Microsoft's Facebook Deal Might Make Sense If It's An Ad Subsidy… But What About The Hedge Funds?

from the still-scratching-my-head dept

We had some good comments on yesterday’s post trying to do the math on Microsoft’s $240 million investment in Facebook, for just 1.6% of the company. A few people pointed out that if you ignore the ownership part, and just think of it as something of a marketing statement for Microsoft’s ad network, then perhaps it could make some sense. Maybe. Since the deal does come with a big advertising deal, if Microsoft thinks of the $240 million as a marketing spend or ad subsidy with the chance of eventually having some payback then it could potentially make sense — depending on how valuable Facebook ads turn out to be, and whether or not it then helps Microsoft sign up additional ad partners. However, what’s a lot more difficult to figure out is the corresponding rumor that on top of the $240 million from Microsoft, two hedge funds combined to dump another $500 million into Facebook at the same valuation. It’s been reported that Facebook had been looking for $750 million, but those hedge funds don’t get any of those additional benefits that Microsoft gets. For them, the best has to be on the fact that Facebook is going to be worth a lot more than $15 billion at some point in the relatively near future. That seems like an awful lot of money to bet on a risky situation without that much upside.

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Companies: facebook, microsoft

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Comments on “Microsoft's Facebook Deal Might Make Sense If It's An Ad Subsidy… But What About The Hedge Funds?”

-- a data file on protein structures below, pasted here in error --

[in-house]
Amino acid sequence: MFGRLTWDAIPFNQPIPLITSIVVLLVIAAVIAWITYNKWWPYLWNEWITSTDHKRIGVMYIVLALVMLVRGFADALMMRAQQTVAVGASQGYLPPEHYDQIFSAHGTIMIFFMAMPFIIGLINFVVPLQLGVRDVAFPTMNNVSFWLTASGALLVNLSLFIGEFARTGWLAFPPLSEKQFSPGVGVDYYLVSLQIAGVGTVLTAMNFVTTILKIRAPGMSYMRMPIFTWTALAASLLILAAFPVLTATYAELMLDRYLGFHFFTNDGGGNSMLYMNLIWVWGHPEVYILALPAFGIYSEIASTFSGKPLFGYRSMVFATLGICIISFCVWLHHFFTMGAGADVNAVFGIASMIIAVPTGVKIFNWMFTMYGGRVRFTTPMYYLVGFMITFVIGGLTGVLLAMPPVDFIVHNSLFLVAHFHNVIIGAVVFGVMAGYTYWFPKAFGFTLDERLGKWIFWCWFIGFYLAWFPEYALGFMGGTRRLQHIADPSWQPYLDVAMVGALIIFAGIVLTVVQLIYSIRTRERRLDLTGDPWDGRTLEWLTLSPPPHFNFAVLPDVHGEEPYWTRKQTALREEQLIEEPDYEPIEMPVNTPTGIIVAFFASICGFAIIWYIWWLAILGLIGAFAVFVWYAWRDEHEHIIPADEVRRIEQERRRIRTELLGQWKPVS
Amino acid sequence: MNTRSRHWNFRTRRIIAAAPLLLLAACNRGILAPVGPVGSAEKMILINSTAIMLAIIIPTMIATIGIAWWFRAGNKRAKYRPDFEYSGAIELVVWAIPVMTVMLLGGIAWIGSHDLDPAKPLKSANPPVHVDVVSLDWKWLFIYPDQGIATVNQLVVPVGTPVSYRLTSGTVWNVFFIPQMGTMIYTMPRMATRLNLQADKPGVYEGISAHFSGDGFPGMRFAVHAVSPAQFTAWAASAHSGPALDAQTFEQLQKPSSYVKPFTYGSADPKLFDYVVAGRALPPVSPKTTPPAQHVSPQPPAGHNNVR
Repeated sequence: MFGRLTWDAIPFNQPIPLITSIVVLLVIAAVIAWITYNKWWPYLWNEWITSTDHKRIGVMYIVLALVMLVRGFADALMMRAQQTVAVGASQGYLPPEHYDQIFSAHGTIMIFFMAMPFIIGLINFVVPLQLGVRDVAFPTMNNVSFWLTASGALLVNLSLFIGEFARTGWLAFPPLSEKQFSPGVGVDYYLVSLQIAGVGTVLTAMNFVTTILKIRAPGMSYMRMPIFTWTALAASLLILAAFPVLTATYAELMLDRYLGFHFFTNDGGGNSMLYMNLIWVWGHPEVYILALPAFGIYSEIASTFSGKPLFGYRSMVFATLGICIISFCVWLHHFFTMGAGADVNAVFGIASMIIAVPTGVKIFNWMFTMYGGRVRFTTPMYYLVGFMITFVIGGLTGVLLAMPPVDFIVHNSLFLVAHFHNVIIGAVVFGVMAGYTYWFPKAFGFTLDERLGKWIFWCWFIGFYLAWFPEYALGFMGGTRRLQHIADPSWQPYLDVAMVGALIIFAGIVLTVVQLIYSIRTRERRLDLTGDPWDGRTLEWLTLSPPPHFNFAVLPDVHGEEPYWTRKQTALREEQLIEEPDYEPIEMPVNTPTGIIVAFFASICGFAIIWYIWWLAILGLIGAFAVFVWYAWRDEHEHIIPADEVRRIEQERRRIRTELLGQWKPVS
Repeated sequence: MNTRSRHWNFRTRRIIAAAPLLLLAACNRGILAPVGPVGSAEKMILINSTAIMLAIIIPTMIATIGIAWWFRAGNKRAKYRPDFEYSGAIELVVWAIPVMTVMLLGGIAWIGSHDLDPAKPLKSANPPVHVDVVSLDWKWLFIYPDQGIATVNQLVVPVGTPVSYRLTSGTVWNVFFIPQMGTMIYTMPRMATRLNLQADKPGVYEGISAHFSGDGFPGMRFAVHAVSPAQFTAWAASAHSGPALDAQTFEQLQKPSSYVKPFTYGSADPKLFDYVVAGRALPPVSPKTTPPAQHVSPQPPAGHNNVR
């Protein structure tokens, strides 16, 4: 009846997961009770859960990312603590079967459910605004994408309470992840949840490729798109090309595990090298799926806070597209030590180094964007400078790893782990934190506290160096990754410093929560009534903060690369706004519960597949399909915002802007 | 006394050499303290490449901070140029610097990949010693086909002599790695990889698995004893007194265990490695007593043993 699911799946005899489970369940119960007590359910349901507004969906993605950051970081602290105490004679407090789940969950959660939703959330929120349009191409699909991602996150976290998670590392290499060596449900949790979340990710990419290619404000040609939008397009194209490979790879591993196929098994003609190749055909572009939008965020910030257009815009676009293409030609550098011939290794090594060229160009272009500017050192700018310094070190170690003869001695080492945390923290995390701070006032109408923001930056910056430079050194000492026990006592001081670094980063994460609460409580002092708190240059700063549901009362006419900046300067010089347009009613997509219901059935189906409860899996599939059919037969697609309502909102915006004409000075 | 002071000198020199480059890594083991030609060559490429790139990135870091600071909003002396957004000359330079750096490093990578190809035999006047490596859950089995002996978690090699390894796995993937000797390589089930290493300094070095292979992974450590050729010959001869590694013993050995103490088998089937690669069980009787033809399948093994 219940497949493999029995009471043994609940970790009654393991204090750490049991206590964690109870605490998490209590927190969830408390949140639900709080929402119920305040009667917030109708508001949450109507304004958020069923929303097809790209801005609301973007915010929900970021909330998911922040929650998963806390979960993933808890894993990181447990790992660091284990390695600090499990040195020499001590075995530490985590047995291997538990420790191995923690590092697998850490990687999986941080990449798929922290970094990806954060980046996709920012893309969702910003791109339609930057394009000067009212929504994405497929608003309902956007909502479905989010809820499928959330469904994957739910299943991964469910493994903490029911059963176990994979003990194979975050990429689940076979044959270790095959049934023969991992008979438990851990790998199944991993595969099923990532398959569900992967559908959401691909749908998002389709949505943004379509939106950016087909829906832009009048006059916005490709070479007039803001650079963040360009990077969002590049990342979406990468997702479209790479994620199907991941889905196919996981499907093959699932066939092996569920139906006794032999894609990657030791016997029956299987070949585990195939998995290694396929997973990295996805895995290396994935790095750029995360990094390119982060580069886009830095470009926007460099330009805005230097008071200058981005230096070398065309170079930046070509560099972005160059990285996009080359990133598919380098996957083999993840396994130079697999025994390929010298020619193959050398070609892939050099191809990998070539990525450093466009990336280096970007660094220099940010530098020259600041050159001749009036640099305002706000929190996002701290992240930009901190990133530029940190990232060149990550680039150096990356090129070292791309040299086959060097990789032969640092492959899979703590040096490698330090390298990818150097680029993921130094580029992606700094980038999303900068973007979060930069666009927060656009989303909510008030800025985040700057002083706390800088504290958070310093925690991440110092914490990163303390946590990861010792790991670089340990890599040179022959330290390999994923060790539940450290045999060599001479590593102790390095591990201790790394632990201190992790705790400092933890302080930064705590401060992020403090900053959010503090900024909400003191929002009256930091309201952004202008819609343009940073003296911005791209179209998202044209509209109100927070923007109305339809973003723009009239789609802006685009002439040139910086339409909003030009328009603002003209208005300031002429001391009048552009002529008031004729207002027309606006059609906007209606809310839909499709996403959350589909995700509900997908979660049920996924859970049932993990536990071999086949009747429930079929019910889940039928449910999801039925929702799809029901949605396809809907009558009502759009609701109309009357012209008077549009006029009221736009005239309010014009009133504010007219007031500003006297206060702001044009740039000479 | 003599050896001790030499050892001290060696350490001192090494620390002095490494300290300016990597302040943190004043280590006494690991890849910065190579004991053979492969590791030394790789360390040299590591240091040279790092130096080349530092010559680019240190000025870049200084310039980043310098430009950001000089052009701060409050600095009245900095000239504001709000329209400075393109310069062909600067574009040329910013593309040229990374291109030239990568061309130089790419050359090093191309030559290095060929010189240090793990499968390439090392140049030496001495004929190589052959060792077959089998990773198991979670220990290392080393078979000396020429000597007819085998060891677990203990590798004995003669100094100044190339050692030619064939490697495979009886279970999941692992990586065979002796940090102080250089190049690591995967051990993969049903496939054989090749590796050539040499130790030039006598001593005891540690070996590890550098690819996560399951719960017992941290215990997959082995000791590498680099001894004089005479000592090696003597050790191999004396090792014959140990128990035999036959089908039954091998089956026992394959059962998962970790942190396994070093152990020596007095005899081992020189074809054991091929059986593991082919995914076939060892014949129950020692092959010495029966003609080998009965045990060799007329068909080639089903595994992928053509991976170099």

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7 Comments
Mike (profile) says:

Re: Somethings up

Nobody puts this kind of money into anything without a full game plan that has details we can only speculate about.

That’s what people said about eBay buying Skype, and we all know how that worked out.

It’s also what people said about AOL buying Time Warner.

There may be a plan, but it if you do a little math, it’s not hard to see that there are very few options here and they’re all betting on a very risky scenario.

Scott Lawton (Blogcosm) (user link) says:

agreed

I’m surprised how many bloggers ran with the $15B valuation story when the stock isn’t really what Microsoft is after. Note that if hedge funds do invest, it may NOT be at that valuation — i.e. I’ll bet that the actual public statements of all concerned leave enough wiggle room for MS to have gotton 1.6% PLUS other considerations that are deemed to have value. And/or the hedge funds will get some sort of downside price protection.

BTW, a typo: “the best has to be” = “the bet has to be”

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